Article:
The University of York was built with a collegial system in a similar way to Cambridge, Oxford and Durham. At York, the colleges are principally for accommodation and social reasons rather than for academic teaching (although the colleges are commonly used for splitting teaching into smaller groups within departments). The first college was Derwent College (named after the nearby river) in 1965, quickly followed by Langwith College (named after the nearby common) and in 1968-9 by Vanbrugh College (after John Vanbrugh the architect), Goodricke College (after John Goodricke the astronomer) and Alcuin College (after Alcuin of York). Wentworth College (after Thomas Wentworth), the post graduate only college, was formed in 1972 and completed the originally envisaged colleges. In 1990 James college (after Lord James of Rusholme) was added, initially post-graduate only, it allowed undergraduate entry from 1993. Halifax College only came into being as a college in 2001, although the buildings had existed as overflow accommodation (known as Halifax Court) for several years previous. With university expansion onto Heslington East campus several colleges are departing from their original locations with Goodricke College relocating in 2009 and Langwith College in 2012. The buildings on Heslington West vacated by the departing colleges were acquired by other neighbouring colleges (where other shared descriptions for the specific colleges exist, these reflect the college at the time of the photograph). A ninth college was added to the university in 2014, named Constantine College after the Roman Emperor Constantine the Great was constructed on Heslington East.
Goodricke College :: SE6350
Named after the astronomer John Goodricke, the college became the fifth college of the University of York in 1968. Located on the Heslington West campus Goodricke initially consisted of two CLASP accommodation blocks (A and B), a whitewash brick accommodation building (C block) along with a nucleus comprising teaching rooms, dining hall and bar. In 2002 Goodricke expanded, taking an accommodation block from Wentworth College which was located just across the Goodricke-Wentworth Bridge. This block became Goodricke D block, which along with C block gained the reputation as the very worst of the accommodation on offer at York with C block becoming known as Goodricke 'Cell Block' C. In 2002 the Maths department also moved into the Goodricke Nucleus and the following year the Roger Kirk Centre opened replacing the old college dining room which was in turn refurbished as a hall for general use.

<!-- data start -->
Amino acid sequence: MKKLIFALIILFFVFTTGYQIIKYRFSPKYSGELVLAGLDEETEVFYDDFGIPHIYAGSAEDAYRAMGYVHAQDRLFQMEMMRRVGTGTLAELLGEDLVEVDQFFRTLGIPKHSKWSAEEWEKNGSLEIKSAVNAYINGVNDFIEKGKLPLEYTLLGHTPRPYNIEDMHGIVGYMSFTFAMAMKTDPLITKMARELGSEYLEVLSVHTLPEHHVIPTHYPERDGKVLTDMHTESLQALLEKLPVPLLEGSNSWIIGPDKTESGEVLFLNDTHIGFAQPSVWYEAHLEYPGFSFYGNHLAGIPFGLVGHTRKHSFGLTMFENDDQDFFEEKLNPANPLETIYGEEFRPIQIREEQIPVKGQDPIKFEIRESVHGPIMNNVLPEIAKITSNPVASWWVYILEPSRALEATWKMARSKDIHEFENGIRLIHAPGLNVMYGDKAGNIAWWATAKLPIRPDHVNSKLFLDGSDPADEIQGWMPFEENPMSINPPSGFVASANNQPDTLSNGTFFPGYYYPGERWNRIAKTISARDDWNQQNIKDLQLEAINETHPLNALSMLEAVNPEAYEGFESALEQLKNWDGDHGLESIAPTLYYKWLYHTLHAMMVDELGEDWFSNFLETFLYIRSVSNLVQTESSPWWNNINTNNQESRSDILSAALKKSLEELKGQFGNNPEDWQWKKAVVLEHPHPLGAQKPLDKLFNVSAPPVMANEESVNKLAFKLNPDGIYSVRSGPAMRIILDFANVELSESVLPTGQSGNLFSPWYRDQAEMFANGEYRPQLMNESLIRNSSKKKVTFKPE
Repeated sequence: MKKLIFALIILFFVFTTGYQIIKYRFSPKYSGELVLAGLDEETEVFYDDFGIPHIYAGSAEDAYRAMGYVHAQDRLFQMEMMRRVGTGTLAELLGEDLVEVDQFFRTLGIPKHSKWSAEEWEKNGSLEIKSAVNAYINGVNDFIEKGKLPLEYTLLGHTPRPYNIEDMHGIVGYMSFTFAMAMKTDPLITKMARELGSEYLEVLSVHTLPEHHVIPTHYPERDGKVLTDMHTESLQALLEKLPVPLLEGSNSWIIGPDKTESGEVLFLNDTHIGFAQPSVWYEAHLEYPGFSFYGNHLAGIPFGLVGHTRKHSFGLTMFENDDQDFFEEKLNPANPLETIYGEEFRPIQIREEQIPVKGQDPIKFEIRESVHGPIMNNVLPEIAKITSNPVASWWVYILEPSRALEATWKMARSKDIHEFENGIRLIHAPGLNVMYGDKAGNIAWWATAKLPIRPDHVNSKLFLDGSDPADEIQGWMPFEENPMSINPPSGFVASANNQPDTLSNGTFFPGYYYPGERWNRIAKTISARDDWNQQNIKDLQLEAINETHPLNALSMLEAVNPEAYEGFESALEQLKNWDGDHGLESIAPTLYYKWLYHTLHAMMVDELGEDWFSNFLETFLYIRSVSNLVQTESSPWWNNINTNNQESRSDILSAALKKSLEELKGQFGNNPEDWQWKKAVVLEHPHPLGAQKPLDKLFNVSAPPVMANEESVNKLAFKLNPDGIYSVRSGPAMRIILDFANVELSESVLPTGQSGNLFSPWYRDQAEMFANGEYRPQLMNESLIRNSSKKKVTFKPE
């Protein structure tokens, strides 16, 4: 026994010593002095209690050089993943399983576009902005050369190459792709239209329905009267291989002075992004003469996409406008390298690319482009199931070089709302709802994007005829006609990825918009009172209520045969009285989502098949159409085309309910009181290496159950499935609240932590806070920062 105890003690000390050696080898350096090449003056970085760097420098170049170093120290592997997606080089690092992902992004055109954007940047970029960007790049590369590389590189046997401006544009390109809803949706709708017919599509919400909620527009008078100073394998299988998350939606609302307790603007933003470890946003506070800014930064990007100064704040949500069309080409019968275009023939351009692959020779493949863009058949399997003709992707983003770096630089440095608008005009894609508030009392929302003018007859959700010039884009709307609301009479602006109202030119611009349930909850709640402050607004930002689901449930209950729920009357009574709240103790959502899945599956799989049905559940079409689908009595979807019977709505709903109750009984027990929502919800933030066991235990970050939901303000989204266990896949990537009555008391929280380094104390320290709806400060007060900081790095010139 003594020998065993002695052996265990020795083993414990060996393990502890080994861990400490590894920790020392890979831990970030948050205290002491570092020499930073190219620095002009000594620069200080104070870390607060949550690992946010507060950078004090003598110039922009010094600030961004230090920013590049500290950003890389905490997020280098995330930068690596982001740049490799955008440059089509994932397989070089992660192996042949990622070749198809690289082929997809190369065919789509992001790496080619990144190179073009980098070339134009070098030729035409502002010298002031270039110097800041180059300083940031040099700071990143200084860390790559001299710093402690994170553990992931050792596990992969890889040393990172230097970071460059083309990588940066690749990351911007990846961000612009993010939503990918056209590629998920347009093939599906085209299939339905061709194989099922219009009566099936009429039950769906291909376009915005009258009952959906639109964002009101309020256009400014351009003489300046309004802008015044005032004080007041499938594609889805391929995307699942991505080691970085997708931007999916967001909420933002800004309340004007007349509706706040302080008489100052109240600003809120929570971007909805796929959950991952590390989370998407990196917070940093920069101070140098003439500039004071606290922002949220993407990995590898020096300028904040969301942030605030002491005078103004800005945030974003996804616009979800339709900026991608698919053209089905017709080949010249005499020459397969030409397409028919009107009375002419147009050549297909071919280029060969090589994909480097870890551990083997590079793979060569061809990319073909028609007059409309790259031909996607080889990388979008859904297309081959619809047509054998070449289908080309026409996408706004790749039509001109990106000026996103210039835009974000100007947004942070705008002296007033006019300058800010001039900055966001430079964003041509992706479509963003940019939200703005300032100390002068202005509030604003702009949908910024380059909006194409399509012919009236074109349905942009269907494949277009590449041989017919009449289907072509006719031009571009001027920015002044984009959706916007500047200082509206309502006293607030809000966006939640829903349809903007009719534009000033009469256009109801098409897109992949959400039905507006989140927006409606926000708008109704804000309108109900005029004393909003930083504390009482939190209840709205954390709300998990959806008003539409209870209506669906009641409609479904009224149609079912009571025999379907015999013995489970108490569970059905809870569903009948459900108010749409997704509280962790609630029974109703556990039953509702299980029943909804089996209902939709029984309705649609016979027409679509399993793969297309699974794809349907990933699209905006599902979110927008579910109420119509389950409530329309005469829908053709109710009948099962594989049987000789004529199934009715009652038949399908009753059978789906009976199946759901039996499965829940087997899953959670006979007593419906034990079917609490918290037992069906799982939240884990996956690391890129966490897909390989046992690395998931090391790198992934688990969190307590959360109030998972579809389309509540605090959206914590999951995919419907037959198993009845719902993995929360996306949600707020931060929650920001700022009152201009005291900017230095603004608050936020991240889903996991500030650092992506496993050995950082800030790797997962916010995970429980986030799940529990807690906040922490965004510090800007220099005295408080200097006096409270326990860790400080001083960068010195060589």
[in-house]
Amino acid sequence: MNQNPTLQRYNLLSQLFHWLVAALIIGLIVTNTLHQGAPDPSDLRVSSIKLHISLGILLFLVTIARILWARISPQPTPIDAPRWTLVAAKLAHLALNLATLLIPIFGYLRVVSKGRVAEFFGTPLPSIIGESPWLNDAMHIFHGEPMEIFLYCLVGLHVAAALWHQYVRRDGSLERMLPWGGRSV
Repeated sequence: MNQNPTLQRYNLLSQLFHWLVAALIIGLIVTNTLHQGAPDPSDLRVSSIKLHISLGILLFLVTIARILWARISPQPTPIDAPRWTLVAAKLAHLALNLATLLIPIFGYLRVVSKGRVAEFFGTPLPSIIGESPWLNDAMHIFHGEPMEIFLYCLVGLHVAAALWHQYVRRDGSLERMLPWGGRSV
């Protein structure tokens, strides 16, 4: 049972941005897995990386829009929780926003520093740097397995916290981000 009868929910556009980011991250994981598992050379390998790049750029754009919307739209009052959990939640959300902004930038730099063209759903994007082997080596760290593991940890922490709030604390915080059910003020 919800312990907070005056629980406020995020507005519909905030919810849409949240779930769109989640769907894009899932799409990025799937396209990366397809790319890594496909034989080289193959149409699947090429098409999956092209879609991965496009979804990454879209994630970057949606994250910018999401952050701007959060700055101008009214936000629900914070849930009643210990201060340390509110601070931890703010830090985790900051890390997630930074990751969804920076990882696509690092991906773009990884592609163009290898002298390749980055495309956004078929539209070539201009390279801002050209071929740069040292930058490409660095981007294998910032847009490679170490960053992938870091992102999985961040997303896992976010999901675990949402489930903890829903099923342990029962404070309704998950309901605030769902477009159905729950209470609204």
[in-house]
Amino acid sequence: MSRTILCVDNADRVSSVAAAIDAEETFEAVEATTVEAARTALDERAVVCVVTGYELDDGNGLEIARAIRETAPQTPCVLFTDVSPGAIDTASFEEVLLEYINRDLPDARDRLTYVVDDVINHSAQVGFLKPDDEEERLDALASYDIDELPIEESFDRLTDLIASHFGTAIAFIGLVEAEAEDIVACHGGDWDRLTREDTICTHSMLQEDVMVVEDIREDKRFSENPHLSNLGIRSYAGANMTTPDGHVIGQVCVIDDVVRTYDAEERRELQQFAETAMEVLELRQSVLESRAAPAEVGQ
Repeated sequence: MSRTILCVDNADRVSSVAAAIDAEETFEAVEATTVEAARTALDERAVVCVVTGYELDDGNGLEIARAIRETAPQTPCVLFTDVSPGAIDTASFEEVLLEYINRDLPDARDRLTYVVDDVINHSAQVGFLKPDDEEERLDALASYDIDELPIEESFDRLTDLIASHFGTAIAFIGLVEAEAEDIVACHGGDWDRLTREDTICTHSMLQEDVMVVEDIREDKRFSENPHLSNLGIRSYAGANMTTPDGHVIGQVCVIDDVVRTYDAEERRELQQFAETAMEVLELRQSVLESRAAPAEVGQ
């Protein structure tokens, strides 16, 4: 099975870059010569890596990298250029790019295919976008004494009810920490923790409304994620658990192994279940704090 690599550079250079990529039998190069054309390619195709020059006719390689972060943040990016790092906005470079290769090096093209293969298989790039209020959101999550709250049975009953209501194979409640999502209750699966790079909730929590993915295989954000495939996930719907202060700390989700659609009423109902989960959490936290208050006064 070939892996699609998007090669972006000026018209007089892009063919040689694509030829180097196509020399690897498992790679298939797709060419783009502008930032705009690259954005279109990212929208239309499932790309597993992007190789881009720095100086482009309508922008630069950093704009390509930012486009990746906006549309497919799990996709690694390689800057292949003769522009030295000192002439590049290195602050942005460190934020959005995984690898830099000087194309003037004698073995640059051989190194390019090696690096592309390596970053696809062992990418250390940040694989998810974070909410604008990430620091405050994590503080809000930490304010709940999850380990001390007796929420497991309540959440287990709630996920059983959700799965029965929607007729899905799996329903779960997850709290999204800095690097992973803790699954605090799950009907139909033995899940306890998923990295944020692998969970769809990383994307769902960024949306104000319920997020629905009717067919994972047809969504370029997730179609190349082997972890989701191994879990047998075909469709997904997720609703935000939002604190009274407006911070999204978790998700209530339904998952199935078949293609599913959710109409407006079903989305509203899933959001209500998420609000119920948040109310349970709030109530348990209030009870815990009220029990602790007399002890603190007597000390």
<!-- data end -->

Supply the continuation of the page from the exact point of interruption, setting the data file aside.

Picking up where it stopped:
In 2009 the college became the first college on the new Heslington East campus. Here the college consisted of a central nucleus building and three courts, named after Kenneth Dixon (Chair of the University council 1990-2001), Janet Baker (Opera singer and Chancellor of the University 1991-2004) and Oliver Sheldon (Director of the Rowntree company and co-founder of the York Civic Trust who lobbied for a university in York). The buildings on Heslington West campus were split between the various neighbouring colleges with the nucleus (including bar) joining James College along with the old C block. Vanbrugh College took Goodricke A and B blocks (officially becoming Eric Milner-White Court but more commonly known as 'Vanbrugh over the water') and Wentworth College reclaiming its former D block (although relabelled as Wentworth had a new D block by this point).
Creative Commons Licence [Some Rights Reserved]   © Copyright DS Pugh and licensed for reuse under this Creative Commons Licence.
year taken
2009
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SE6450, 98 images   (more nearby )
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Geograph
Date Taken
Sunday, 24 May, 2009   (more nearby)
Submitted
Wednesday, 10 June, 2009
Category
Construction site   (more nearby)
Subject Location
OSGB36: geotagged! SE 641 506 [100m precision]
WGS84: 53:56.8631N 1:1.4629W
Photographer Location
OSGB36: geotagged! SE 647 505
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WEST (about 270 degrees)